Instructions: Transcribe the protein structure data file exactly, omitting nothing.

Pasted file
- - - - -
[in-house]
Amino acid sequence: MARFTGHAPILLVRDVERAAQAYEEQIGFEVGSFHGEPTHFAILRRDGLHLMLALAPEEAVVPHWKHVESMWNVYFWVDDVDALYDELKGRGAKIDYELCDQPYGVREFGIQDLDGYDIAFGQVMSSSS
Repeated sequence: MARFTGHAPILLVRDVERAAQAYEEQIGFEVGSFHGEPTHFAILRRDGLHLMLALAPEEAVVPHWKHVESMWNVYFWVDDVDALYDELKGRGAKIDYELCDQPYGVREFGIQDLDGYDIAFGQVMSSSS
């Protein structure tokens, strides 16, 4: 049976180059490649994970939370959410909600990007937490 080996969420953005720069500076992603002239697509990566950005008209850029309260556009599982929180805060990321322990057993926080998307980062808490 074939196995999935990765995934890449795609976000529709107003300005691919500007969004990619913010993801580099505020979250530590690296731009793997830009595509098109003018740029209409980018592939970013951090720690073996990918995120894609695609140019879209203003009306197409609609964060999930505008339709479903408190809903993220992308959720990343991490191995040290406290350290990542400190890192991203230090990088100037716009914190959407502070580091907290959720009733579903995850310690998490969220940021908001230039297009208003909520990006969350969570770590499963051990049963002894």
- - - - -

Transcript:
[in-house]
Amino acid sequence: MARFTGHAPILLVRDVERAAQAYEEQIGFEVGSFHGEPTHFAILRRDGLHLMLALAPEEAVVPHWKHVESMWNVYFWVDDVDALYDELKGRGAKIDYELCDQPYGVREFGIQDLDGYDIAFGQVMSSSS
Repeated sequence: MARFTGHAPILLVRDVERAAQAYEEQIGFEVGSFHGEPTHFAILRRDGLHLMLALAPEEAVVPHWKHVESMWNVYFWVDDVDALYDELKGRGAKIDYELCDQPYGVREFGIQDLDGYDIAFGQVMSSSS
């Protein structure tokens, strides 16, 4: 049976180059490649994970939370959410909600990007937490 080996969420953005720069500076992603002239697509990566950005008209850029309260556009599982929180805060990321322990057993926080998307980062808490 074939196995999935990765995934890449795609976000529709107003300005691919500007969004990619913010993801580099505020979250530590690296731009793997830009595509098109003018740029209409980018592939970013951090720690073996990918995120894609695609140019879209203003009306197409609609964060999930505008339709479903408190809903993220992308959720990343991490191995040290406290350290990542400190890192991203230090990088100037716009914190959407502070580091907290959720009733579903995850310690998490969220940021908001230039297009208003909520990006969350969570770590499963051990049963002894």